|Note the fully grown-in adult tooth ready to slide forward.|
Her tooth fell out, her first baby tooth. Her baby tooth fell out and with it, the first last threads of Baby itself, dropping right out of her open mouth. What kind of milestone is this that I have to celebrate the discarded shards of her first phase of life? Watch the era shut down with a smile and a dollar and nowhere in this very entrenched cultural moment is there a spot for a little reflection? A drop of melancholy and reminiscing because my baby (my First baby, mind you) is falling right out of the face of a Big Girl?
I don't understand why parents save teeth, and yet, I can't not save it. For surely just as it's a rite of passage for her to believe in the Tooth Fairy today and for me to play the role of Tooth Fairy tonight, surely it must be an equally valid rite of passage for that day to come, post-belief, when she finds that box of her milk teeth, tucked gently away against the dam of time and memory and magical faith. But it's disgusting, a little, isn't it, to think that as of tonight I'll be a woman with a tooth collection up on a closet shelf. Somehow it makes me think of that fall almost exactly five years ago, when the lovely husband had that tumor and diseased lobe of his lung removed. We asked what happens to it, that piece of his body that they planned to cut out of his body. "Medical waste," they said. "It gets discarded as medical waste according to standard health regulations."
Jewish tradition says that our bodies are made in God's image and all parts of the body should be buried. We asked religious authorities - should we have that little cancer ball and victimized flesh that it destroyed buried? And the answer we received was no. There's nothing holy about a cancer ball that forces a 32-year-old man into rib-cracking lung removal surgery. Let it be medical waste.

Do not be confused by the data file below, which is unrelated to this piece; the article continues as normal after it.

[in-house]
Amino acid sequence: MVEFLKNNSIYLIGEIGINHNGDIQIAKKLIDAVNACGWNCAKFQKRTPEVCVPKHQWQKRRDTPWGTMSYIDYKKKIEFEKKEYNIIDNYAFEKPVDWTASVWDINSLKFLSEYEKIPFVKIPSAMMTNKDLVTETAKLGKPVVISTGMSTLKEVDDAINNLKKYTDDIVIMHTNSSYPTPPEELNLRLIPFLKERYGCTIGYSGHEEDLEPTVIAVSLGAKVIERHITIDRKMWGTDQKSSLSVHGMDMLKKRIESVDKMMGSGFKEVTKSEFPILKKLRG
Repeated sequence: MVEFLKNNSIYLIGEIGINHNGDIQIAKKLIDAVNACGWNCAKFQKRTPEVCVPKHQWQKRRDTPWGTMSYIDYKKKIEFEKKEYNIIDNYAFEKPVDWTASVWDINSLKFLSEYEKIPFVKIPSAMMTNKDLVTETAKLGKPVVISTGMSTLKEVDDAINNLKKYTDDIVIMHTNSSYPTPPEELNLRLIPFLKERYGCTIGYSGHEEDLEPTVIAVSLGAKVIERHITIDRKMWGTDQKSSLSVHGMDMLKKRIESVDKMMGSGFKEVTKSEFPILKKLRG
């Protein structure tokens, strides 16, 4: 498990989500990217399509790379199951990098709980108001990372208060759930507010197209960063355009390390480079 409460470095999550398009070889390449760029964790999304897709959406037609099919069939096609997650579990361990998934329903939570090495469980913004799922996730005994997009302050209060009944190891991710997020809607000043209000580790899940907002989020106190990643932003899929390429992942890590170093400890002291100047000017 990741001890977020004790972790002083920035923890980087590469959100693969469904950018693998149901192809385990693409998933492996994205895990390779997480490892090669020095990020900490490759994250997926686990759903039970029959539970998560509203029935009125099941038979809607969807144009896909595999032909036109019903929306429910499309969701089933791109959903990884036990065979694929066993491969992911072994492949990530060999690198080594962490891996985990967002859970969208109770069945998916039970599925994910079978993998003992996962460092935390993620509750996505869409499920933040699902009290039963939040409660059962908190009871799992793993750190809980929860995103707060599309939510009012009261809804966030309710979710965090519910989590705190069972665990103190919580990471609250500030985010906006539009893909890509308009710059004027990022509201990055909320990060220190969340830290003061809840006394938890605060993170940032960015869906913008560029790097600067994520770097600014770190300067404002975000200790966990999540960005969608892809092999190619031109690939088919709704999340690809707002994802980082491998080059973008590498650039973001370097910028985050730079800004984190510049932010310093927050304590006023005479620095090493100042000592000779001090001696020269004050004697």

Part of me wanted to be told to bury it.
But you know, we didn't have a lot of time for reflection then, either, because as M came out of surgery our baby was cutting her first molars. Circle of life, that. And incidentally, M is supposed to have his five-year (and if clean, then final) check-up with his oncologist in two weeks. He just moved his appointment by a week, at my request, so he can take the younger two kids into daycare that day so that I can spend that morning volunteering in E's kindergarten classroom -- the same class where they sang and danced around her in a circle this afternoon, celebrating her and her first fallen-out tooth.
Maybe I always just feel fragile about lost body parts at this time of year. Maybe I feel a little fragile that the lovely husband is so far away for this Big First, for this small loss.
Although the essence of parenting will be on display tonight, which is this: it neither matters that I'd like to pause to commemorate an ending era that nobody else seems to commemorate, nor that I wish my husband were home to conspire with for Tooth Fairy-ing. Instead I'll carry on, solitarily maudlin but setting my feelings aside for the task at hand: to slip a few cells of calcium and DNA out, a small prize in, and perform a first rite of childhood.
And then I guess I'll perform a first rite of parenthood: I'll quietly move some rarely-visited storage items, find a quiet spot, high out of reach and not visible from below, and I'll enact a sacred space. I'll brush away gray dust, I'll ensconce a small vessel, and I'll venerate a relic from her ghostly, fading infant character.